(HORSES/HORSE SLAUGHTER) Earlier this year, Oklahoma Governor Mary Fallin lifted Oklahoma’s horse slaughter ban when she signed legislation that would allow Oklahoma facilities to process and export horse meat. Now, the 10th U.S. Circuit Court of Appeals lifted an emergency stay on the slaughter of horses, claiming animal protection groups “failed to meet their burden for an injunction pending appeal.”
This decision by the court opens the door for the Roswell, New Mexico-based Valley Meat Co. and Gallatin, Missouri-based Rains Natural Meats to begin processing equine for human consumption immediately.
“They are pushing full steam ahead to be ready to go as soon as possible,” said Blair Dunn, an attorney who represents the Valley Meat Co. and Rains Natural Meat.
In fact, according to Dunn, Rains already have horses on site.
It has been a long struggle between animal protection groups and Valley Meat Co., who has led the way in pushing for horse slaughter in America after Congress reinstated funding for inspections of horse slaughterhouses in 2011.
In August, both slaughterhouses prepared to resume the slaughter of horses before a federal judge in Albuquerque issued a temporary restraining order after animal protection groups sued to contest the permitting process.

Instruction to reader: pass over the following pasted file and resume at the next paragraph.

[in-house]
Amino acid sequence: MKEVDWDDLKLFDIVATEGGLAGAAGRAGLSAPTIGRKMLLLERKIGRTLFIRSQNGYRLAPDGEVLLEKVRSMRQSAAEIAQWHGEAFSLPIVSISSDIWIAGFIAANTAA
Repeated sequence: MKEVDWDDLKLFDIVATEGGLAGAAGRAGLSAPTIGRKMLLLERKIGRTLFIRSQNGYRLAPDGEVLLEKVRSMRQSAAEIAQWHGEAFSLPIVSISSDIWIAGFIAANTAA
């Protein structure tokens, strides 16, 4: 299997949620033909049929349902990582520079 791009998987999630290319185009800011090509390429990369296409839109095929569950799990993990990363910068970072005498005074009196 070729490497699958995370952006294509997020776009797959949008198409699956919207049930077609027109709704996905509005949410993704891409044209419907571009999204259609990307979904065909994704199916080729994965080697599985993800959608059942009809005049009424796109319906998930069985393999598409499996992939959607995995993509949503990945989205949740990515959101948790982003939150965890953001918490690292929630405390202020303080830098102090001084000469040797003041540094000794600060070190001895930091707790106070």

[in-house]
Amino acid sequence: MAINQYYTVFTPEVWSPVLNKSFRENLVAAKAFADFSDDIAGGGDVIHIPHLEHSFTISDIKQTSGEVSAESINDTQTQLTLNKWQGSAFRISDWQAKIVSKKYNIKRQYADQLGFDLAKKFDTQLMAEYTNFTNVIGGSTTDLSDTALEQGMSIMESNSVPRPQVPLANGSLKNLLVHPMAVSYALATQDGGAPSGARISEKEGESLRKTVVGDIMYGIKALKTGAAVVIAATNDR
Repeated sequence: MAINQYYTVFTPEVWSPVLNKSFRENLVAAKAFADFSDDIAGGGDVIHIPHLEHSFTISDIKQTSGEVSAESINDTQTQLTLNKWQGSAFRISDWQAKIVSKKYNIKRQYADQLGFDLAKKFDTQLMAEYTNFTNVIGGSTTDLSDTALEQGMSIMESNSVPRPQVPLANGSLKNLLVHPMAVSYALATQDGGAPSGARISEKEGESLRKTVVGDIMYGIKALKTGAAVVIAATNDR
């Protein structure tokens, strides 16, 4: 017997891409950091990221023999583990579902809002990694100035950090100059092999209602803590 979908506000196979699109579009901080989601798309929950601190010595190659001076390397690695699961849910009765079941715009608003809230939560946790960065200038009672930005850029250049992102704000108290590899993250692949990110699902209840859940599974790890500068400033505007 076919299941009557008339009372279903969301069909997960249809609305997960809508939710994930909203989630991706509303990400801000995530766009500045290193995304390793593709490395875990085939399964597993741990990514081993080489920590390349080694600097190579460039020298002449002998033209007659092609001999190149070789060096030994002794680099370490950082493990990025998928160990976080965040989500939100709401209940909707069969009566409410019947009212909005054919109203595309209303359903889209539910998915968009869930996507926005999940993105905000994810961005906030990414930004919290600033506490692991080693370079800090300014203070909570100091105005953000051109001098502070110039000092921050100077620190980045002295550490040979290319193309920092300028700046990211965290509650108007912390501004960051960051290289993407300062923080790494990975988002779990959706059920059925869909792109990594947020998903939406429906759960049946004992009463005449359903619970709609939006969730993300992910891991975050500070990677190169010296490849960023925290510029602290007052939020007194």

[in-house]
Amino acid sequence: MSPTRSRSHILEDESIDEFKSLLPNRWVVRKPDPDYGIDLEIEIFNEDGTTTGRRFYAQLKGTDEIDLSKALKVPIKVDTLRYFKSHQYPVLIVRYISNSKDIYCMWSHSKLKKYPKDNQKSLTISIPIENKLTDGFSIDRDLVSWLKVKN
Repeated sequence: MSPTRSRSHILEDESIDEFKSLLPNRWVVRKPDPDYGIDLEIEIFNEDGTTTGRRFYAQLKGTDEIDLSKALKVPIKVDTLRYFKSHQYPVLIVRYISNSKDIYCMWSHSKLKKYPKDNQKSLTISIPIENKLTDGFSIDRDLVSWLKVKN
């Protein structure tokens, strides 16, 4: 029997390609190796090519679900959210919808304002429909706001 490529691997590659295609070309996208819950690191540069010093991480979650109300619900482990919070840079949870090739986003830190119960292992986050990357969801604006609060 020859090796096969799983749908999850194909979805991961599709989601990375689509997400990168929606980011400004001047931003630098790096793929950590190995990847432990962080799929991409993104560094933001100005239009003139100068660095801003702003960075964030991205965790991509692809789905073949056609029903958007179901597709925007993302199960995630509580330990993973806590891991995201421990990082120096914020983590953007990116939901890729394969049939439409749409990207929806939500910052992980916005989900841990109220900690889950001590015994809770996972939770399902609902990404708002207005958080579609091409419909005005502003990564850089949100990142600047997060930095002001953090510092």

The lawsuit was thrown out in November, again paving the way for the slaughter houses to prepare for business.
Animal rights groups immediately filed an appeal to the 10th U.S. Circuit Court of Appeals which blocked the plants from opening yet again, before lifting the stay last week.
Following the decision by the court, Front Range Equine Rescue (FRER) began legal challenges in New Mexico and Missouri targeting Valley Meats and Rains.
FRER filed a 90-page brief in New Mexico explaining why “state law mandates Valley Meat be rejected in its quest to start slaughtering horses for meat.” The brief argues that Valley Meat’s history of negligence includes “5000 violations of state environmental laws designed to protect groundwater, the environment, rivers and other waterways.”
According to FRER, these violations are the basis by which Valley Meat’s application for a wastewater discharge permit should be denied, and thus be prevented from resuming the slaughter of horses.
In Missouri, FRER is arguing that the slaughter of horses would damage Missouri’s water.
According to FRER, they have “collected objective testimony from veterinarians and horse trainers proving that virtually every American horse who goes to slaughter has been given drugs that render their meat illegal and unsafe. Such drugs present a recipe for disaster when the byproducts, blood and wastewater from horse slaughter end up in the environment.”